By Jerry Hill
Baylor Bear Foundation
Having spent the first 40 years of his life in the northeast corner of the country -- and specifically Boston, Philadelphia and New York City -- the move to Waco, Texas, could have been a huge culture and temperature shock for Baylor linebackers coach Mike Siravo.
But, there was not even a second of hesitation.
"This is Texas," he said. "I've watched Baylor the last decade and just been in awe of what they've done. It's a Christian school, great alumni, great facilities. So, there was no hesitation at all. I mean, do I miss the pizza in Connecticut? Yeah, maybe I do."
A native of Pawtucket, R.I., home of the Triple-A PawSox, Siravo grew up and remains a diehard Boston Red Sox fan. But, his passion has always been football.
He walked on at Boston College as a linebacker and possible long snapper "to be a part of a big-time program that plays on Saturdays."
"I probably could have played Division II ball," he said. "But with a goal of maybe to coach or be in administration someday, I wanted to be a part in some capacity of a Division I athletics program."
With an eye on long-snapping, the BC coaches stuck the 6-foot, 230-pound Siravo with the offensive linemen at the start, "and we had some pros that would beat the dog out of me," he said.
"Then, I was like, `Hey, can I play scout team linebacker?''' said Siravo, who earned his bachelor's degree in history from Boston College in 1998 and then his master's in administrative studies of business two years later. "We had an awesome long snapper, another guy from Rhode Island, actually a buddy of mine. So, I played scout linebacker, and then I got lucky and got in some games."
Siravo's original career path was to teach, but during his playing days he realized that coaching is actually teaching. "I didn't play very much, but I liked to study a lot, and I liked to help new guys or guys that were struggling just study the scheme. And that's coaching."
After three years as a GA at Boston College, Siravo got his first full-time job as linebackers coach and recruiting coordinator at Columbia University. He then spent one season at Temple under head coach Al Golden, working on the same stuff with current Baylor head coach Matt Rhule and assistant coaches George DeLeone, Jeff Nixon and Bob Bicknell.
"He's better than even what you see out here," Siravo said of Rhule, who was the head coach at Temple the last four years, with Siravo as his linebackers coach and recruiting coordinator. "He can be tough when we need it, he's demanding and holds us accountable. But, I don't want to work for anyone else. We can all be in the middle of a knockdown, drag-out about something, and the kids come running in, and it's family. That's what I love."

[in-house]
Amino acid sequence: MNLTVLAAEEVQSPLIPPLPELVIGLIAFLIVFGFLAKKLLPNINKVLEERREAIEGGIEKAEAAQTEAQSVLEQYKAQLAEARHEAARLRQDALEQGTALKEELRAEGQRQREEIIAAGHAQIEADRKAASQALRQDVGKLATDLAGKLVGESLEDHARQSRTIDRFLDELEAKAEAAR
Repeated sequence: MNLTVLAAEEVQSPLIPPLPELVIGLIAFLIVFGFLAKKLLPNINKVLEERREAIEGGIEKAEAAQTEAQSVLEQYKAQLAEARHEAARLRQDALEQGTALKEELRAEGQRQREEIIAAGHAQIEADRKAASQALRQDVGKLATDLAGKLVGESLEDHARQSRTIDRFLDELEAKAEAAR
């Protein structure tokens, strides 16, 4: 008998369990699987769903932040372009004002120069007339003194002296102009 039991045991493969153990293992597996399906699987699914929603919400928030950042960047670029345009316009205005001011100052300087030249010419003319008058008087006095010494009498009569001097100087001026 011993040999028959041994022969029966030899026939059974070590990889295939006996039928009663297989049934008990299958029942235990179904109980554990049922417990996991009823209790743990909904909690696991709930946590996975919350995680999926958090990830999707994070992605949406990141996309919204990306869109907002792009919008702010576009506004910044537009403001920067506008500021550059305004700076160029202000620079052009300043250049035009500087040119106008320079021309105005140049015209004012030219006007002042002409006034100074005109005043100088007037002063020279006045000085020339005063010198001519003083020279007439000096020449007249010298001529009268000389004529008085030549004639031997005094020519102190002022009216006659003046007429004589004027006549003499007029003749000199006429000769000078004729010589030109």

While this is his ninth season coaching the position he played in college, Siravo also got the chance to return to his alma mater and coach the defensive backs for six years. His secondary unit helped BC rank first in the country in rushing defense, eighth in interceptions (20) and 13th in total defense in 2010.
"It taught me a lot about the coverage aspect and the run fits," he said, "and now I could see it from two perspectives. Coaching different kids -- different positions are different -- it was a good experience."
At Baylor, his only linebacker with any extensive playing time is fifth-year senior Taylor Young, a former Freshman All-American who set a Cactus Bowl record last year with 17 tackles in the Bears' win over Boise State.
"When I go ballistic, or Coach (Phil) Snow does or Francis (Brown) or Coach Rhule, about a small detail, he understands why we're crazy about it," Siravo said of Young, "because it will get you beat. He's been in the game, he's seen those things come to life. So, he can kind of tell the young guys, `Hey, they're crazy for a reason' about the details."
Sophomores Clay Johnston and Eric Ogor have been the other linebackers in the starting defense, but Siravo also likes what he sees from freshmen Jalen Pitre, Terral Bernard, Ashton Logan and Bryson Jackson.
"We've got a good group," Siravo said. "Make no mistake about it, we need to be more physical and we need to make plays, but they're coming along."
Young said Siravo is "one of the coolest coaches ever."
"At the same time, he gets his work done. He can flip on you real quick, so you've always got to be on your P's and Q's. You've got to always know what you're doing. He's a great coach and a great teacher."
The Bears will wrap up their third week of fall camp with a workout Saturday morning at McLane Stadium. Practices are closed to the public.
For football season or single-game ticket information, call the Baylor Athletics Ticket Office at 254-710-1000 or go online at www.baylorbears.com/footballtickets.